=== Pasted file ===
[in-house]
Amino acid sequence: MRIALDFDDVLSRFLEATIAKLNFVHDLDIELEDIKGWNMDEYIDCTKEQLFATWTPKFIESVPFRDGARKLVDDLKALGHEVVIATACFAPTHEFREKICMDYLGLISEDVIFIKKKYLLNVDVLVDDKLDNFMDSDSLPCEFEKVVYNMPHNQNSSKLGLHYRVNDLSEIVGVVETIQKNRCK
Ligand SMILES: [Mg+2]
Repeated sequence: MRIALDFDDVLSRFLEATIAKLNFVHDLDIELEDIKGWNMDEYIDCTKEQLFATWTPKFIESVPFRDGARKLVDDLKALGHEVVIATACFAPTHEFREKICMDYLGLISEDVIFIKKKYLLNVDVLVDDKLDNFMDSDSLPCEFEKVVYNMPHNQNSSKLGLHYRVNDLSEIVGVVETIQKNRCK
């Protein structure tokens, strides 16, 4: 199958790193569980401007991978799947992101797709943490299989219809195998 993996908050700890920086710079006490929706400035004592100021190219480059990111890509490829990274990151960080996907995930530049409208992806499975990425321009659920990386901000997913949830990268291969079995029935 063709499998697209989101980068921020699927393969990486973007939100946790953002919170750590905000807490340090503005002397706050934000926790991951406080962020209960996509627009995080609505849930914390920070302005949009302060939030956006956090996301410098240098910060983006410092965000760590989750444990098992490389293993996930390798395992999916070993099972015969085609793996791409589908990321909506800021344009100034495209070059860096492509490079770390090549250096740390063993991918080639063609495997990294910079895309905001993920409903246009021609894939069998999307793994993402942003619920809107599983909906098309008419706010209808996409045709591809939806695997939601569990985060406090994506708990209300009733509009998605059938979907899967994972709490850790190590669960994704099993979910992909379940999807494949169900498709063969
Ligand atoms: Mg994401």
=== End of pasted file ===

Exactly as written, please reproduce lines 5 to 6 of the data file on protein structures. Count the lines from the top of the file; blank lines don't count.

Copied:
């Protein structure tokens, strides 16, 4: 199958790193569980401007991978799947992101797709943490299989219809195998 993996908050700890920086710079006490929706400035004592100021190219480059990111890509490829990274990151960080996907995930530049409208992806499975990425321009659920990386901000997913949830990268291969079995029935 063709499998697209989101980068921020699927393969990486973007939100946790953002919170750590905000807490340090503005002397706050934000926790991951406080962020209960996509627009995080609505849930914390920070302005949009302060939030956006956090996301410098240098910060983006410092965000760590989750444990098992490389293993996930390798395992999916070993099972015969085609793996791409589908990321909506800021344009100034495209070059860096492509490079770390090549250096740390063993991918080639063609495997990294910079895309905001993920409903246009021609894939069998999307793994993402942003619920809107599983909906098309008419706010209808996409045709591809939806695997939601569990985060406090994506708990209300009733509009998605059938979907899967994972709490850790190590669960994704099993979910992909379940999807494949169900498709063969
Ligand atoms: Mg994401």